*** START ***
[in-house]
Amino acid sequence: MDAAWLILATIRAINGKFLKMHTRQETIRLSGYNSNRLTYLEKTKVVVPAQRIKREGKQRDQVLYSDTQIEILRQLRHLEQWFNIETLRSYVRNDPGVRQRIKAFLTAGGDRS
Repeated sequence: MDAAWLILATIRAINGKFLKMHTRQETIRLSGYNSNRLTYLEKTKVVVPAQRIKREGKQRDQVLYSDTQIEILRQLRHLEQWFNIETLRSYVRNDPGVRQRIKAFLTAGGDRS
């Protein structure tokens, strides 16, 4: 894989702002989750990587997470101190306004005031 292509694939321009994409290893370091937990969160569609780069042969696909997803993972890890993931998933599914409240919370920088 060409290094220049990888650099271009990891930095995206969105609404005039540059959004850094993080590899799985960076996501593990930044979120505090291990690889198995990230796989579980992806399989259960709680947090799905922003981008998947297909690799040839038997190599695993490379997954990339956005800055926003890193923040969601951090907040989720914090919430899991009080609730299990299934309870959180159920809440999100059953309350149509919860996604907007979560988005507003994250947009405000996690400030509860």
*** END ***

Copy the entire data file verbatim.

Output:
[in-house]
Amino acid sequence: MDAAWLILATIRAINGKFLKMHTRQETIRLSGYNSNRLTYLEKTKVVVPAQRIKREGKQRDQVLYSDTQIEILRQLRHLEQWFNIETLRSYVRNDPGVRQRIKAFLTAGGDRS
Repeated sequence: MDAAWLILATIRAINGKFLKMHTRQETIRLSGYNSNRLTYLEKTKVVVPAQRIKREGKQRDQVLYSDTQIEILRQLRHLEQWFNIETLRSYVRNDPGVRQRIKAFLTAGGDRS
């Protein structure tokens, strides 16, 4: 894989702002989750990587997470101190306004005031 292509694939321009994409290893370091937990969160569609780069042969696909997803993972890890993931998933599914409240919370920088 060409290094220049990888650099271009990891930095995206969105609404005039540059959004850094993080590899799985960076996501593990930044979120505090291990690889198995990230796989579980992806399989259960709680947090799905922003981008998947297909690799040839038997190599695993490379997954990339956005800055926003890193923040969601951090907040989720914090919430899991009080609730299990299934309870959180159920809440999100059953309350149509919860996604907007979560988005507003994250947009405000996690400030509860």